By Ben Geman - 04/11/12 03:10 PM EDT
Sen. Lindsey Graham (R-S.C.) has looked into President Obama’s heart and found his oft-stated commitment to an “all of the above” energy plan lacking.
“When Obama says 'all of the above,' it is something he knows he has to say politically. I don’t think it comes from his heart. It is words out of his mouth, not from his heart,” Graham told a South Carolina radio station.
“I think when Romney says 'all of the above' he really means it,” Graham said of Mitt Romney, the likely GOP presidential nominee, in the Tuesday afternoon interview with WVOC radio.
But many Republicans question the White House's commitment to oil and natural gas.
Graham called for an approach that includes building the Keystone XL pipeline and drilling in Alaska’s Arctic National Wildlife Refuge, the Atlantic off the coast of southeastern states and more widely in the eastern Gulf of Mexico.
“If the president decided tomorrow that we would aggressively open up the continental shelf, ANWR and build the pipeline from Canada, you would see a dramatic drop in gas prices simply because of future supply,” Graham said of recent pain at the gasoline pump.
The Obama administration in January rejected a cross-border permit for the Keystone line that would bring Canadian oil sands to Gulf Coast refineries, but has invited developer TransCanada Corp. to reapply.
Obama opposes drilling in ANWR and the administration’s offshore leasing plans call for making more waters available in the western and central Gulf of Mexico and eventually off Alaska’s coast, while keeping the Atlantic and Pacific off limits through at least 2017.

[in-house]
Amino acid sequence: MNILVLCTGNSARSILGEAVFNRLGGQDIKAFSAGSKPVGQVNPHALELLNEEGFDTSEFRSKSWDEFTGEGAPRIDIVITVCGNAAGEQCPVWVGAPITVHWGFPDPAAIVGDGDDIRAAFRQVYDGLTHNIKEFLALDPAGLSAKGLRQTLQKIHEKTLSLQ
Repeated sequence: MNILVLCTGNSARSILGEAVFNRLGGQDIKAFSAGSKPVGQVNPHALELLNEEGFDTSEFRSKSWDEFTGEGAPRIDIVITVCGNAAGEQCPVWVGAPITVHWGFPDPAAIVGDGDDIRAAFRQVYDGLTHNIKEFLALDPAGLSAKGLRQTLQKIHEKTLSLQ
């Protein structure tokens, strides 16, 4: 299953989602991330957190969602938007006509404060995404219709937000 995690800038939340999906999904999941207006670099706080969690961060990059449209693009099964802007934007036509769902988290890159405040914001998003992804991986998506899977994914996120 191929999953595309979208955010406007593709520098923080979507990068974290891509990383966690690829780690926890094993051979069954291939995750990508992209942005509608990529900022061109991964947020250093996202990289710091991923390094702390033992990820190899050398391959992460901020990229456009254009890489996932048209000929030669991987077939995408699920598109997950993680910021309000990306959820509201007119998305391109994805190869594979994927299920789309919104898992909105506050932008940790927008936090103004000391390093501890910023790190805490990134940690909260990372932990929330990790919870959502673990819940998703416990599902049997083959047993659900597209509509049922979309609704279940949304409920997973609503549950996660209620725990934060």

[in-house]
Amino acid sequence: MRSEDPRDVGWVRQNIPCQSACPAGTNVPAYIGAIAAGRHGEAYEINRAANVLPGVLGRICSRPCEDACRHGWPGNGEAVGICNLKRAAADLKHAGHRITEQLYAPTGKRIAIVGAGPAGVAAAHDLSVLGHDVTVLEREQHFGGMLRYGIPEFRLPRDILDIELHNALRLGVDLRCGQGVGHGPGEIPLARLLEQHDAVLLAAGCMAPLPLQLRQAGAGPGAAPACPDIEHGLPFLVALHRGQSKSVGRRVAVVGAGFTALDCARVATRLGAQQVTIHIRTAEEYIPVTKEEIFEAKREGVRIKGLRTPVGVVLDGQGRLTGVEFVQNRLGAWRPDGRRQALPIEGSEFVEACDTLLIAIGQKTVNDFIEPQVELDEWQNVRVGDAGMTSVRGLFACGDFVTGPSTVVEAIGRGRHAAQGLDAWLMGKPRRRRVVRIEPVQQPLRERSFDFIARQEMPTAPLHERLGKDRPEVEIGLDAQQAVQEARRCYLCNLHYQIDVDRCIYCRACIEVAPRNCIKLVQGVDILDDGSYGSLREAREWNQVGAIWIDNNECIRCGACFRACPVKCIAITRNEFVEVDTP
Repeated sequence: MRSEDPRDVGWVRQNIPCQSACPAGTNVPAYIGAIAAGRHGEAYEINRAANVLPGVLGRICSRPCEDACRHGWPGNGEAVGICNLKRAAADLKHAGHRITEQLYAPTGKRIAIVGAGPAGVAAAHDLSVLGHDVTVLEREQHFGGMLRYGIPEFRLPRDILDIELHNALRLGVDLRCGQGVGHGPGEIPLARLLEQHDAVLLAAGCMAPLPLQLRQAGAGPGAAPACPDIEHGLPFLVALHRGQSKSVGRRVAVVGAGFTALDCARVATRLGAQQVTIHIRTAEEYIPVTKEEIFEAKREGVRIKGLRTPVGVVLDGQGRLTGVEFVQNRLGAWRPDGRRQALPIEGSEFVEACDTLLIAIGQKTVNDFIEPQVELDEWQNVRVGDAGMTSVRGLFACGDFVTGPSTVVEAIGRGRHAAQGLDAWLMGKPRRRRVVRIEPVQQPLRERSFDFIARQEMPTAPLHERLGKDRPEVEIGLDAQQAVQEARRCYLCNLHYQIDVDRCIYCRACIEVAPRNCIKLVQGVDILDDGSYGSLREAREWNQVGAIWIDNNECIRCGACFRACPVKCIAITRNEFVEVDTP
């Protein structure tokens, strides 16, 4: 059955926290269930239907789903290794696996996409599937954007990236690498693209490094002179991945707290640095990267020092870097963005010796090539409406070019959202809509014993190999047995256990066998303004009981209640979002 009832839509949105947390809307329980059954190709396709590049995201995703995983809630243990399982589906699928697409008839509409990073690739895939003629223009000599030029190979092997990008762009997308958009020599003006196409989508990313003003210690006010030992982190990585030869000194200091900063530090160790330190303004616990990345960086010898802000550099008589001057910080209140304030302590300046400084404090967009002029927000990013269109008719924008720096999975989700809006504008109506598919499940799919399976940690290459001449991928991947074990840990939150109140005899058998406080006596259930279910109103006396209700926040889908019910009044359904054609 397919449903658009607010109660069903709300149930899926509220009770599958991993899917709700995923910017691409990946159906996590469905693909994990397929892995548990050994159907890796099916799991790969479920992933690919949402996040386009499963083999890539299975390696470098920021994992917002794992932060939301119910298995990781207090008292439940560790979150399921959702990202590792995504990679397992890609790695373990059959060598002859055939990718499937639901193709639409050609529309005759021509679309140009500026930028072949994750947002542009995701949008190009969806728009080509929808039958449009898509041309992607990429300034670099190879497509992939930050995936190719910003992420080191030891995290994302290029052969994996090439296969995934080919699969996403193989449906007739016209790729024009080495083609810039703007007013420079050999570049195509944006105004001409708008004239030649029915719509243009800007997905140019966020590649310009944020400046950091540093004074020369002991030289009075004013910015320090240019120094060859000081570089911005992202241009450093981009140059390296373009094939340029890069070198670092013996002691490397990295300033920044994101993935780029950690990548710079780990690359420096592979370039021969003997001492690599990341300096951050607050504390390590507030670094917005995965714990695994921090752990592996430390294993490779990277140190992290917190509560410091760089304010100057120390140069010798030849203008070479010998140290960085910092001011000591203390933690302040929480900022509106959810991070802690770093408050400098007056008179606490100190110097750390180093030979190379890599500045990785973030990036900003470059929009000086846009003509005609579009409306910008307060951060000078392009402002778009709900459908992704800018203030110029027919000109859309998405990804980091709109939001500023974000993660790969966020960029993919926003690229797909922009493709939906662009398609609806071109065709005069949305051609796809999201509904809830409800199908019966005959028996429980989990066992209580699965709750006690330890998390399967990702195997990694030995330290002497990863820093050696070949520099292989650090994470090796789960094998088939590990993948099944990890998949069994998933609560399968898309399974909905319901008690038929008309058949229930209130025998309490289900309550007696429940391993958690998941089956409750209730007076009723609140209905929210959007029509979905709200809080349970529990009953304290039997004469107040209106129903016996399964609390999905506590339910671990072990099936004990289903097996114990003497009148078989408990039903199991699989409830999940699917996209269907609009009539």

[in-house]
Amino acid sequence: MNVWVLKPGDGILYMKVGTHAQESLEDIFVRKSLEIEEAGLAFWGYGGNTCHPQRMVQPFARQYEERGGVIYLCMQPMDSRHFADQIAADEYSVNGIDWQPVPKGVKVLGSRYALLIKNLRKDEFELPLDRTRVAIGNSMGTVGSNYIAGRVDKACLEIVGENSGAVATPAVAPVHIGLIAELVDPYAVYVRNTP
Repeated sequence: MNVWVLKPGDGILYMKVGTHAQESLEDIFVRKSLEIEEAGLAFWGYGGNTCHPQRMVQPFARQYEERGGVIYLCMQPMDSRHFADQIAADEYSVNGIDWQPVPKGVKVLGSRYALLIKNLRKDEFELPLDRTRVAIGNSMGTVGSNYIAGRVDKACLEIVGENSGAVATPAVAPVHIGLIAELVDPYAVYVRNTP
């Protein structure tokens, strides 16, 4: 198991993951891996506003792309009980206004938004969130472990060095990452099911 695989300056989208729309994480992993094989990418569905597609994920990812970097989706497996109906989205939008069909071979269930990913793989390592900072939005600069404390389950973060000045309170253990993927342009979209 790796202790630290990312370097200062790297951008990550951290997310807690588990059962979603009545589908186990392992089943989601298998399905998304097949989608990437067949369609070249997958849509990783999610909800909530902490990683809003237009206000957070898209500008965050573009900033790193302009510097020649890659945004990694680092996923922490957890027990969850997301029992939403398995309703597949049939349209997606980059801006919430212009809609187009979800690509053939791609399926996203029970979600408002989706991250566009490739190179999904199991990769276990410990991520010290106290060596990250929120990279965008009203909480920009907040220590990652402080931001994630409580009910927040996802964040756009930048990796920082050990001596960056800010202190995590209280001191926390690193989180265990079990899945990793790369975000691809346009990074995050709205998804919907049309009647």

The president, amid the recent run-up in gasoline prices, has taken pains to emphasize his support for domestic oil-and-gas production both onshore and off-, and noted the increase in total U.S. production in recent years. But he also cautions that the nation can’t solve its energy price and security problems with drilling alone.
But Republicans say the administration’s proposals for expanded development are far too modest and restrictive, and argue that Interior Department and EPA policies, such as upcoming regulations to govern the gas development method called hydraulic fracturing, will stymie production.
Graham, in the interview, spoke in favor of expanded natural gas drilling, nuclear power, wind and solar, hybrid vehicles and “cleaner” coal.
Ultimately, he said, the goal should be to turn away from fossil fuels, but he called that a long-term project. “The more fossil fuel we use, the more dangerous it is for us as a nation,” Graham said. “Wouldn’t you love to be able to go to the Mideast one day and say, ‘We’d like to help you, but we don’t need your oil'?”